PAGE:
Best Crankbait Reels Reviewed: When Slower is Better!

Written by: John Baltes
Last Updated:
We may earn a commission from products listed on this page.

Take a look at new baitcasting reels these days, and you'll see that high speed is all the rage. 

That’s great if you’re working a worm all day and need to pick it up quickly to cast again. But for crankbaits, slower is better - and slow, high-torque reels are in relatively short supply.

Here at USAngler, we love crankbaits - and I bet you do, too.

But to get the most from them, especially deep-divers, they need to be worked slowly, demanding reels that have gear ratios in the neighborhood of 5:1, if you can find them. Barring that, you’re looking for retrieval rates around 22 inches per turn, far slower than the majority of baitcasters you’ll find for sale.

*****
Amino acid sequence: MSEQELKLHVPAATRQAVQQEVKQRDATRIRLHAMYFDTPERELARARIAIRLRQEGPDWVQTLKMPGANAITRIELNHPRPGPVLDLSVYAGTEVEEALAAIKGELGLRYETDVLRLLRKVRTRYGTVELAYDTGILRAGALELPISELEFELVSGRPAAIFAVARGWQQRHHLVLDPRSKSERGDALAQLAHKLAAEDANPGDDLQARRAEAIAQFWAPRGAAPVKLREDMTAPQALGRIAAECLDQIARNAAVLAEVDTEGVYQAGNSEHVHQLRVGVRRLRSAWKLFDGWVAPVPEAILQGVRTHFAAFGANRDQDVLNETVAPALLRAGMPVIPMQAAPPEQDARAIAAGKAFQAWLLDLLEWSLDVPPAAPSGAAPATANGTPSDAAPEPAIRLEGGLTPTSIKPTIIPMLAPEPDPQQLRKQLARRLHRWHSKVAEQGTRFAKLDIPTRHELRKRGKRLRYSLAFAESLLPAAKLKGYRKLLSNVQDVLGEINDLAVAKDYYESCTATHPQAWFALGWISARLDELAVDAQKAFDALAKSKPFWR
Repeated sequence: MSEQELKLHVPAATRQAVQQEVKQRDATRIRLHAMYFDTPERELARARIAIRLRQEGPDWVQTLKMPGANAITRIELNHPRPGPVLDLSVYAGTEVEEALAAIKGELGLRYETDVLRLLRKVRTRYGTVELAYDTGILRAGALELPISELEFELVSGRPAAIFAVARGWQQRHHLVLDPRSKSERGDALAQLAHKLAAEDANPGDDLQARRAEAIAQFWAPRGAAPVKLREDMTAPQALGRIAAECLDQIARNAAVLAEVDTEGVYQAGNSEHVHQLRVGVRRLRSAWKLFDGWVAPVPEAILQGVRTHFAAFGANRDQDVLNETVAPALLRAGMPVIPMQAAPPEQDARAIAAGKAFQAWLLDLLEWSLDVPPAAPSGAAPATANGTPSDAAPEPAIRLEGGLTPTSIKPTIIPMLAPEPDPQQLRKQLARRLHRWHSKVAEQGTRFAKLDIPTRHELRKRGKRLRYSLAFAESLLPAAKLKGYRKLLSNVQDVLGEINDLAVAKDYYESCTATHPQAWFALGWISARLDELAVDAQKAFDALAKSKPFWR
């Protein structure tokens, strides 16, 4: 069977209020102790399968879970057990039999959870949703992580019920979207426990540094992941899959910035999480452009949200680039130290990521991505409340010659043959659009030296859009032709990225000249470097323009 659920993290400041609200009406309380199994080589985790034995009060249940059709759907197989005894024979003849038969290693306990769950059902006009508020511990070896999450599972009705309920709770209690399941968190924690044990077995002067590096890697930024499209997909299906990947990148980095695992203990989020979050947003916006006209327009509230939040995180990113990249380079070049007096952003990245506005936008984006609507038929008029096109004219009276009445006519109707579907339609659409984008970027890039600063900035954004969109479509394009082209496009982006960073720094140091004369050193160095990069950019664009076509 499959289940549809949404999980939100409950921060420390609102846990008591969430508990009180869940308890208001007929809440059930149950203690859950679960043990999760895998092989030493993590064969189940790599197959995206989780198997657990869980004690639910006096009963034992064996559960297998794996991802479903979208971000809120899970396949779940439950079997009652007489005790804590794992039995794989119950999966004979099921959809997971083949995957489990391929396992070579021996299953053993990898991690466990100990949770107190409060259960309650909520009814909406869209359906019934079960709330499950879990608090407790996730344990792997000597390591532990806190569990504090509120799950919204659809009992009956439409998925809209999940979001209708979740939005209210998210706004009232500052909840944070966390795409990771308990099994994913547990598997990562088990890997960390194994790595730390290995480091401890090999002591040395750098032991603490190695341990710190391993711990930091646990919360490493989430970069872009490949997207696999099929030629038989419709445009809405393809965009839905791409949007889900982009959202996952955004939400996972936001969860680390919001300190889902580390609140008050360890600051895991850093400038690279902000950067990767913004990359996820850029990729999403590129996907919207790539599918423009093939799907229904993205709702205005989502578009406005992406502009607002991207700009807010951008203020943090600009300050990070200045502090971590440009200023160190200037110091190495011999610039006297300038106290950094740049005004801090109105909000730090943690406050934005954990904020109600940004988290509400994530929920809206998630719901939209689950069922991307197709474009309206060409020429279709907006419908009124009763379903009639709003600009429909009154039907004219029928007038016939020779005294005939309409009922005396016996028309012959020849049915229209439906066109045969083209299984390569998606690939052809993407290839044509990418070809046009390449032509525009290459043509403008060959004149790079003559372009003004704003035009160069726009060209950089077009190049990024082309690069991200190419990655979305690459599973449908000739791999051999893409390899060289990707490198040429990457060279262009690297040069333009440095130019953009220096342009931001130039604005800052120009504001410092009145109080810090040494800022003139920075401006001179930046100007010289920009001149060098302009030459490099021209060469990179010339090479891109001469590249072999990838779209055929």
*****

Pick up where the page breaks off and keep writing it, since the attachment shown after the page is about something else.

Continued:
If you’re in the market for a dedicated crankbait reel, we’re here to help.

Below, you’ll find reviews of some of the best crankbait reels on the market, as well as a complete buying guide to get you up to speed on what to look for:

Related:

Best Crankbait Reel Reviewed

KastKing Kapstan Elite - Best Crankbait Reel for Inshore Fishing

KastKing Kapstan Elite Baitcasting Fishing Reel,Size 300,Right Handed Reel

Amazon 

Maximum drag: 35 lbs.
Gear ratio: 5.4:1 (26” per turn)
Capacity: 14/230 (mono); 60/230 (braid)
Weight: 10.8 oz.
Bearings: 8+1